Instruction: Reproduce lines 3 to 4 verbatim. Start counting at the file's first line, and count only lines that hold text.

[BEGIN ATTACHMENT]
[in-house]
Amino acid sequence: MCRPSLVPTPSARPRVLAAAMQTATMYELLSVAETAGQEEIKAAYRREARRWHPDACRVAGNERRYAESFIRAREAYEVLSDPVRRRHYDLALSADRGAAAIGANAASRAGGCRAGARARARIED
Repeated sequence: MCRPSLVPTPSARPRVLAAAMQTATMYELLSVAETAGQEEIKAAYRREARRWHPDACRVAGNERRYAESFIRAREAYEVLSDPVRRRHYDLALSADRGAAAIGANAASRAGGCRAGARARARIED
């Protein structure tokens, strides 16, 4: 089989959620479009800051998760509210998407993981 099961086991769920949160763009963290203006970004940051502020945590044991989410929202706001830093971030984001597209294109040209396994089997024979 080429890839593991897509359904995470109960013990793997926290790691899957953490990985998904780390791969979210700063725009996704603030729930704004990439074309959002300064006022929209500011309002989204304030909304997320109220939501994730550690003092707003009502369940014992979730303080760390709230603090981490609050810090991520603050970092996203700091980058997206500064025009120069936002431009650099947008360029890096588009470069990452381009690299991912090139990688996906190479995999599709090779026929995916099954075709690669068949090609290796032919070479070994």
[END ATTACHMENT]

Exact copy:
Repeated sequence: MCRPSLVPTPSARPRVLAAAMQTATMYELLSVAETAGQEEIKAAYRREARRWHPDACRVAGNERRYAESFIRAREAYEVLSDPVRRRHYDLALSADRGAAAIGANAASRAGGCRAGARARARIED
């Protein structure tokens, strides 16, 4: 089989959620479009800051998760509210998407993981 099961086991769920949160763009963290203006970004940051502020945590044991989410929202706001830093971030984001597209294109040209396994089997024979 080429890839593991897509359904995470109960013990793997926290790691899957953490990985998904780390791969979210700063725009996704603030729930704004990439074309959002300064006022929209500011309002989204304030909304997320109220939501994730550690003092707003009502369940014992979730303080760390709230603090981490609050810090991520603050970092996203700091980058997206500064025009120069936002431009650099947008360029890096588009470069990452381009690299991912090139990688996906190479995999599709090779026929995916099954075709690669068949090609290796032919070479070994």